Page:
Trumbull Superintendent Iassogna presents budget cut list; includes freshman sports

TRUMBULL — When Trumbull students return to school, they will enter a school system with fewer choices than the one they left in March, top school officials said.

Gone are freshman sports, 28 teachers and four custodians.

“In 16 years as a superintendent, I have never ever had a cut-list like this one,” said Interim School Supt. Ralph Iassogna after delivering a budget report to the Board of Education last week. “It will be a different school system.”

Assistant Supt Jonathan Budd was equally gloomy, declaring that “there’s going to be important work and important services not happening.”

The budget report came after the Board of Finance voted to allocate $108.8 million to the school system next year. That is a 2.53 percent increase over the current year but $500,000 less than First Selectman Vicki Tesoro had recommended and $2.2 million less than the board had requested in January.

School Board Chairman Lucinda Timpanelli called the reductions “very extensive.”

“It’s quite a bit and it’s quite devastating,” she said.

Before making his presentation, Iassogna said he had tried to limit cuts to items that would not have a direct impact on students.

“But this was impossible due to the magnitude of the cuts,” he said.

At the top of the cut list are non-tenured teaching staff. The school administration cut 25.4 positions. With some of the positions being part-time, a total of 28 people received pink slips. These people ranged from eight elementary school teachers, two history teachers at Hillcrest and two math teachers at Madison.

“All of them are excellent teachers,” Iassogna said.

In addition to the teaching positions, Iassogna presented a list of certified staff cuts that included eliminating the math and language arts chairs at the middle schools, library staff positions, math and music and special education positions.

“This was the most disheartening,” he said addressing the board and the members of the public watching the meeting on Zoom and on Trumbull Community TV’s live stream. “This is far from perfect. You won’t like this. We don’t like it. But the scope of the cuts are so deep we had to go into staff as much as you see.”

In addition to staff reductions, Iassogna also laid out a series of cost-saving measures involving program cuts. These included the elimination of freshman sports, eliminating some clubs and activities with low participation, cutting four custodians and three secretaries, and closing the elementary school buildings at 4 p.m.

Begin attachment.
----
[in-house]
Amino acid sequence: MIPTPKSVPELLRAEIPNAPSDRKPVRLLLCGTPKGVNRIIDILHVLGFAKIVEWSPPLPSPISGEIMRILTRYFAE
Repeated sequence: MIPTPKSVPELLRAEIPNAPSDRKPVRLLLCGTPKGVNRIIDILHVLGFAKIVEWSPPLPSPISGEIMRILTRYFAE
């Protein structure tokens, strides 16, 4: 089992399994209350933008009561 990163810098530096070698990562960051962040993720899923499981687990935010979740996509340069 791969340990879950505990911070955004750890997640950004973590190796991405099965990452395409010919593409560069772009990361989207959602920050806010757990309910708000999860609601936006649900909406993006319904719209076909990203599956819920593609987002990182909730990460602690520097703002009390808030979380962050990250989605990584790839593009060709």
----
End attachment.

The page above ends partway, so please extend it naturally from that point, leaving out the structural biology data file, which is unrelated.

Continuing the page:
Another option that Iassogna mentioned but did not recommend was increasing the athletic pay-to-participate cost from $185 to $200. Trumbull’s participation fees are on the low side compared with comparable towns, Iassogna said. He called $200 “about the going rate.”

All of the cuts are necessary to get to the bottom line approved by the Board of Finance, Iassogna said, although he stressed that the budget process is not over. School officials are working with the town’s finance team to see if there is any way to free up additional funding, he said. Also some state and federal assistance could come Trumbull’s way, he said.

“Hopefully, there’ll be more leeway,” he said.

Finally, the Town Council, which has the final word on the budget before sending it to Tesoro for her signature or veto, has not completed its review. The council could make further reductions, leave the budget as-is, or could add funds back — up to Tesoro’s recommended level — by a 2/3 vote.

“There is so much still unknown,” Iassogna said.

Board member Jaqueline Norcel, a former principal in the Trumbull schools, agreed with Iassogna that the schools were facing an unprecedented situation.

“I’ve lived through many budgets,” she said. “This is the worst I’ve seen.”

One possible saving grace, albeit a partial one, could come from furlough days. Board member Marie Petitti asked about the potential savings if the Trumbull Education Association and Trumbull Administrators Association agreed to take an unpaid furlough day.

Iassonga in reply said the request had been made and that the administration was awaiting the unions’ decision. If the two unions both agreed to a furlough day, the school system would save about $326,000, he said.

Petitti, who said she is philosophically pro-union, said she hoped the two groups agreed to make a sacrifice to help retain some of their coworkers.

“We’re asking for one day to try to save staff,” she said.